The first staff forum of the academic year was held on September 26. President Pelton welcomed attendees and invited new staff to introduce themselves. He then shared the good news that applications for admission have increased by 50 percent over the past five years and that the incoming class has the highest GPA in the College’s history (3.68). He also recapped some of the College’s recent rankings in national publications.
Next, Melanie Matson (VPR) and Audra Boden Kenny (Academic Advising) led attendees in an icebreaker activity. Attendees were asked to chat with their neighbors about their favorite summer memory or pastime and what they were most excited about this fall, and some attendees shared their answers with everyone.
Sylvia Spears (Diversity and Inclusion) and Ruthanne Madsen (Enrollment Management) led a discussion about the incoming class of students. They introduced the topic by playing this video produced by Beloit College. Since 1998, Beloit has published a “Mindset List,” which notes the cultural touchstones of first-year college students. Most students in the Class of 2020, deemed “The Right Now Generation,” were born in 1998, which means, for example:
- The United States has always been at war.
- They have never had to watch or listen to programs at a scheduled time.
- There has always been a digital swap meet called eBay.
See the complete Mindset List here.
Madsen provide a demographic snapshot of the incoming class. She shared the number of applications (9,149), the acceptance rate (48.1%), and the number of first-year matriculants (885). About half of the students are from Massachusetts, New York, New Jersey, and California. International students are from 19 countries, the largest number being from China (39). Twenty-three percent identify as multicultural, 11 percent identify as Hispanic, 8 percent identify as international, and 4 percent identify as African American. Not surprisingly, more than half of the students are VMA and Performing Arts majors, and only 20 first-year students are undeclared. Sixty percent of the 160 transfer students came from four-year institutions and 40 percent came from two-year institutions. Attendees were asked to discuss at their tables what information from the presentation they found most surprising and how the information informs their work.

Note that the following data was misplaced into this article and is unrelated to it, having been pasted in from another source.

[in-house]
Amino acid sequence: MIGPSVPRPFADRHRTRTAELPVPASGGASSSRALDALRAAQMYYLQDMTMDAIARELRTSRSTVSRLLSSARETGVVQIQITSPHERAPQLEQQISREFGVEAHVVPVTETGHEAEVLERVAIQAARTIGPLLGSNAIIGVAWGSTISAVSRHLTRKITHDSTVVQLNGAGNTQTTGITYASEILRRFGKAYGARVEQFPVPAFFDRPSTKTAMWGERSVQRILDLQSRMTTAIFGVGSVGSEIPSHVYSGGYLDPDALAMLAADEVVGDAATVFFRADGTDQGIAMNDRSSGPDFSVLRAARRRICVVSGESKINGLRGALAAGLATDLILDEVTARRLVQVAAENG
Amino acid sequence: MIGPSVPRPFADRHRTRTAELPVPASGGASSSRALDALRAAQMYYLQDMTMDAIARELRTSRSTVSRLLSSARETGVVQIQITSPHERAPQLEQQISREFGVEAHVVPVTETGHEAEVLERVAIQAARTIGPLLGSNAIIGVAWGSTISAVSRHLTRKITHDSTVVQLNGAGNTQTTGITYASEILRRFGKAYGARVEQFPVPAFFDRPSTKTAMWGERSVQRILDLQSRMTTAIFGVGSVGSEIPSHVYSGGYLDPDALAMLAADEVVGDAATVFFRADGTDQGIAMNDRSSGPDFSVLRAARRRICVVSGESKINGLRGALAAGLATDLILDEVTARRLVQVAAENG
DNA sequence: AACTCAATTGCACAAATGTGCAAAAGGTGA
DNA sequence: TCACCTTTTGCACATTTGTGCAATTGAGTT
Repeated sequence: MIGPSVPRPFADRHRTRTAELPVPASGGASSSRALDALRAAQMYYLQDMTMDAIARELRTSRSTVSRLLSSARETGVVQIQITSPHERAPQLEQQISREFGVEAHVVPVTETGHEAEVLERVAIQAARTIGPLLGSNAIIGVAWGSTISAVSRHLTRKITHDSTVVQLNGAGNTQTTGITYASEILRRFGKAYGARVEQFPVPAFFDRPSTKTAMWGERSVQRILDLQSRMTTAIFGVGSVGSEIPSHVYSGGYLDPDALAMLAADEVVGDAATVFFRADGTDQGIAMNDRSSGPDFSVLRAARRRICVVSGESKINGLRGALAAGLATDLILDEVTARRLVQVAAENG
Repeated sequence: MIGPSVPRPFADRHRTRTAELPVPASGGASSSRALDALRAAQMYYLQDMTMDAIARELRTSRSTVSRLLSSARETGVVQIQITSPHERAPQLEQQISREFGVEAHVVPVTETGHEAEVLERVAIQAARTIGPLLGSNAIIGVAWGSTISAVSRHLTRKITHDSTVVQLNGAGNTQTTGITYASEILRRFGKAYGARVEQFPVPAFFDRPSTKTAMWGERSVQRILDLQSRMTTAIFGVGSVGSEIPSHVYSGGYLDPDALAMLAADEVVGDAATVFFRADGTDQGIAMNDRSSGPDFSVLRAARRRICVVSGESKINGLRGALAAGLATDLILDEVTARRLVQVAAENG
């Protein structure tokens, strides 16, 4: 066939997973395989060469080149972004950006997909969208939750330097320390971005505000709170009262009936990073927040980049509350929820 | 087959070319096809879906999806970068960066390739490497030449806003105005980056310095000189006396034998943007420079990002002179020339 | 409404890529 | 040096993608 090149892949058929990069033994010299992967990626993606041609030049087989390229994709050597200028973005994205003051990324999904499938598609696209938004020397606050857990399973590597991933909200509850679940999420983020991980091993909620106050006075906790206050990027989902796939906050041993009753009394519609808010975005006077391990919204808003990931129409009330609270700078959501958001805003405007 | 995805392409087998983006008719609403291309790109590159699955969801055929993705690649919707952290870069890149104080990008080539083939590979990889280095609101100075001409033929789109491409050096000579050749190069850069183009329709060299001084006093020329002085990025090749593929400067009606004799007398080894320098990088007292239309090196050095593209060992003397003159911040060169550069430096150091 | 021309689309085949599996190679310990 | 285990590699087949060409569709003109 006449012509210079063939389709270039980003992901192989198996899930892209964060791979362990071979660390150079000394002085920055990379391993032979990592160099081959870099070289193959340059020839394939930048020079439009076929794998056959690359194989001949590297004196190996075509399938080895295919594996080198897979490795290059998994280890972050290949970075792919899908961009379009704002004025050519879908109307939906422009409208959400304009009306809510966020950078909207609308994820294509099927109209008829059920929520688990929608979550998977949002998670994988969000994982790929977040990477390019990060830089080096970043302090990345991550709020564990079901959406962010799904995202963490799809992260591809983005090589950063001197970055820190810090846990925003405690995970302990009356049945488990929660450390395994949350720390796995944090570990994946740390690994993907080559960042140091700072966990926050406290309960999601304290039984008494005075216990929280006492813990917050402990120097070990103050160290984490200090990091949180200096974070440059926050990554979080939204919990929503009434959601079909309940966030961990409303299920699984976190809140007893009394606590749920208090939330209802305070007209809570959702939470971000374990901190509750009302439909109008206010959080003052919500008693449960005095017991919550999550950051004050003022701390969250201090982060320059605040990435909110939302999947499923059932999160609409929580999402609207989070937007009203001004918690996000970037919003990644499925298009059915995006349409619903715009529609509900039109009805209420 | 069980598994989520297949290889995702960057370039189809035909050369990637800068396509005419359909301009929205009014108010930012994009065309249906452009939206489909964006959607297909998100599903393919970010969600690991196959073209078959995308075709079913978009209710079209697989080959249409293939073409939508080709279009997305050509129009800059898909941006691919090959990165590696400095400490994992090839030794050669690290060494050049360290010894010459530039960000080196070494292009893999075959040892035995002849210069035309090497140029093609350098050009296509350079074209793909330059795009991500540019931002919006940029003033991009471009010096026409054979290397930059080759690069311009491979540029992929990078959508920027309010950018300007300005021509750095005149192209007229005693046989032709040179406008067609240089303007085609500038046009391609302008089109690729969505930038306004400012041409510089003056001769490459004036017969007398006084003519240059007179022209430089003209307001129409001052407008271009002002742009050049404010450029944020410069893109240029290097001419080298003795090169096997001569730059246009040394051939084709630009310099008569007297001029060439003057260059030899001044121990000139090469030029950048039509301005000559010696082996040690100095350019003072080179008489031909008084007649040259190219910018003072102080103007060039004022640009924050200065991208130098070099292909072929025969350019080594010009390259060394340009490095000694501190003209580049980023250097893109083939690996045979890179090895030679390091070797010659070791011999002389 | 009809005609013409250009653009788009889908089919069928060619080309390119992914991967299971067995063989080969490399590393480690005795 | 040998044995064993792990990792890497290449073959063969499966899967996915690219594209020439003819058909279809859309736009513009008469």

Next on the agenda was a drawing for six prizes from local businesses, including ArtsEmerson. Rhea Becker (Communications) and Jonathan Pearsall (Financial Affairs) called the lucky winners and gave them their prizes.
Bonnie Baggesen, Wayne McWorter, and Ramona Ostrowski (Office of the Arts) reminded staff of the Office of the Arts structure and staff benefits. Baggesen explained that the Office of the Arts comprises four main areas for its work: internal events, external events, ArtsEmerson, and HowlRound.